Many physicians confronting declining reimbursement from insurers have invested in ambulatory surgery centers, where they perform outpatient surgical and diagnostic procedures.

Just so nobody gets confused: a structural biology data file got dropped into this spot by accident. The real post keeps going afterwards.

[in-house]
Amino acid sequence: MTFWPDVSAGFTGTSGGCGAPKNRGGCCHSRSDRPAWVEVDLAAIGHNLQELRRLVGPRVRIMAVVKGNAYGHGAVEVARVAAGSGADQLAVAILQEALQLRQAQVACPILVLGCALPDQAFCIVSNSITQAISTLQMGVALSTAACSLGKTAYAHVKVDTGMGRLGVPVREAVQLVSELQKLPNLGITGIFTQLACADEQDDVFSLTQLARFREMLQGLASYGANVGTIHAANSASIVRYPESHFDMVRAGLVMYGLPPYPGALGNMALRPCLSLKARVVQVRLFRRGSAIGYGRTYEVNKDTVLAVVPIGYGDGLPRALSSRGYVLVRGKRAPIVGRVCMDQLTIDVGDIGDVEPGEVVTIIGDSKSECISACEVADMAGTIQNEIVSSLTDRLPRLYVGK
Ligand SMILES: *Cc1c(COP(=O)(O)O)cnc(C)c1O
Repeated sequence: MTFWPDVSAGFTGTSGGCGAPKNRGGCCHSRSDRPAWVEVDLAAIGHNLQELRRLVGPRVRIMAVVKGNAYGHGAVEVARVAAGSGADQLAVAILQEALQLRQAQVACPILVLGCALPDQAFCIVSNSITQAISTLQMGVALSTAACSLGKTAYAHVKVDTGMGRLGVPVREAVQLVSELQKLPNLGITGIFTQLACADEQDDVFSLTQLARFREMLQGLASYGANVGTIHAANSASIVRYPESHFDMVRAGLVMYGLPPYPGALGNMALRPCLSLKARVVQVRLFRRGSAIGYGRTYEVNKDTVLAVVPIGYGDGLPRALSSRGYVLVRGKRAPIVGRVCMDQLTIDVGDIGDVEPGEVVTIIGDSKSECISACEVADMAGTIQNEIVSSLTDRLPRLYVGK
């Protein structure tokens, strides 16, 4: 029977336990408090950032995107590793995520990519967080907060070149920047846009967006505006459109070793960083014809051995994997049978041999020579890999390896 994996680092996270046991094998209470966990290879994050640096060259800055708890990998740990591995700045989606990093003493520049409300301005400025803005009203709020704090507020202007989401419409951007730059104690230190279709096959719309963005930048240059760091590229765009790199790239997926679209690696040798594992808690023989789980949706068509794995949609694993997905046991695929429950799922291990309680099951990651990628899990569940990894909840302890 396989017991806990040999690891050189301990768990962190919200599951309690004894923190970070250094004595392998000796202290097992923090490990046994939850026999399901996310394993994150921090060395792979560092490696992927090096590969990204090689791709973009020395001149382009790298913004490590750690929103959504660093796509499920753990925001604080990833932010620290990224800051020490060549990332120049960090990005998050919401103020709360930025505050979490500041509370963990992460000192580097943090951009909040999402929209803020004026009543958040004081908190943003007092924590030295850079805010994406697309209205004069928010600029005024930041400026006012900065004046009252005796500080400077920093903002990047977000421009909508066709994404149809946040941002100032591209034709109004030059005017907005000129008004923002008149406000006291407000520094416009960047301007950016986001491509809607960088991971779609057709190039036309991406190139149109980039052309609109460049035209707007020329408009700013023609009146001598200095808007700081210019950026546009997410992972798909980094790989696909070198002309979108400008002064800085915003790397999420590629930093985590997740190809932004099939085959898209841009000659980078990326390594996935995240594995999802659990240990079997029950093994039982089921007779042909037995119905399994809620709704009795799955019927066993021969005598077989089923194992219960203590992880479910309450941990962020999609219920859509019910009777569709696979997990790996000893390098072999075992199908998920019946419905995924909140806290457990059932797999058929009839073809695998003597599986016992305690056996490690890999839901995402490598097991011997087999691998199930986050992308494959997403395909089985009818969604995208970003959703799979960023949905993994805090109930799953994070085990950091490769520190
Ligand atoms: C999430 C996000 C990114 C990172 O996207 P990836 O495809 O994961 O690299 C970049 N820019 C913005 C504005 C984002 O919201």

An ownership stake entitles physicians to a share of the facility's profits from self-referrals. This arrangement can create a potential conflict of interest between physicians' financial incentives and patients' clinical needs. Our analysis of Florida data for five common procedures revealed a significant association between physician-ownership and higher surgical volume. Possible remedies include revising federal law to require disclosure of investment arrangements; reducing facility payments to dilute ownership incentives; and reforms (such as accountable care organizations) that discourage an excessive rate of procedures.